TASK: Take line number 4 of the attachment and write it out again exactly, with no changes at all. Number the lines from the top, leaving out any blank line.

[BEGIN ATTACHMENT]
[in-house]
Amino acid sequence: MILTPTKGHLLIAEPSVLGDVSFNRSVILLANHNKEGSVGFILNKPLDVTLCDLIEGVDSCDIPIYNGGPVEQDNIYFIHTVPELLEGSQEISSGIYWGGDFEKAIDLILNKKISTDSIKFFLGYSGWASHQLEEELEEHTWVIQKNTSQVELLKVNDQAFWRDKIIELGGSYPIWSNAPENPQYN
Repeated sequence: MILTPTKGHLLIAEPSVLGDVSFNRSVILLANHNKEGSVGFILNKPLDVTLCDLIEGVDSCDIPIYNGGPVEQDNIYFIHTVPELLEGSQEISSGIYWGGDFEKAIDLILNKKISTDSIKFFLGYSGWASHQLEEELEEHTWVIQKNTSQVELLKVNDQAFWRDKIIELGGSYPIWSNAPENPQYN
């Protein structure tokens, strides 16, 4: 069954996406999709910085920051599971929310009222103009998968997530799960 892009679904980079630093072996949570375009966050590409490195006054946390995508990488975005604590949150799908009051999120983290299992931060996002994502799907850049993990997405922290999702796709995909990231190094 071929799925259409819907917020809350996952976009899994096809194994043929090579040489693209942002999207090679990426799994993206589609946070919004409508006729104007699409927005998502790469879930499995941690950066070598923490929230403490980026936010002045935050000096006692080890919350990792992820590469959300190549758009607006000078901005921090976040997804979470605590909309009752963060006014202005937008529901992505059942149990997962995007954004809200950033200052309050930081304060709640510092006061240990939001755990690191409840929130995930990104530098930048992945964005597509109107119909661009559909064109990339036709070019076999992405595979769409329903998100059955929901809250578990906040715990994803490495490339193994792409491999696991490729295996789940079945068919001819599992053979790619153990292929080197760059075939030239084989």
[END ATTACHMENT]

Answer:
């Protein structure tokens, strides 16, 4: 069954996406999709910085920051599971929310009222103009998968997530799960 892009679904980079630093072996949570375009966050590409490195006054946390995508990488975005604590949150799908009051999120983290299992931060996002994502799907850049993990997405922290999702796709995909990231190094 071929799925259409819907917020809350996952976009899994096809194994043929090579040489693209942002999207090679990426799994993206589609946070919004409508006729104007699409927005998502790469879930499995941690950066070598923490929230403490980026936010002045935050000096006692080890919350990792992820590469959300190549758009607006000078901005921090976040997804979470605590909309009752963060006014202005937008529901992505059942149990997962995007954004809200950033200052309050930081304060709640510092006061240990939001755990690191409840929130995930990104530098930048992945964005597509109107119909661009559909064109990339036709070019076999992405595979769409329903998100059955929901809250578990906040715990994803490495490339193994792409491999696991490729295996789940079945068919001819599992053979790619153990292929080197760059075939030239084989």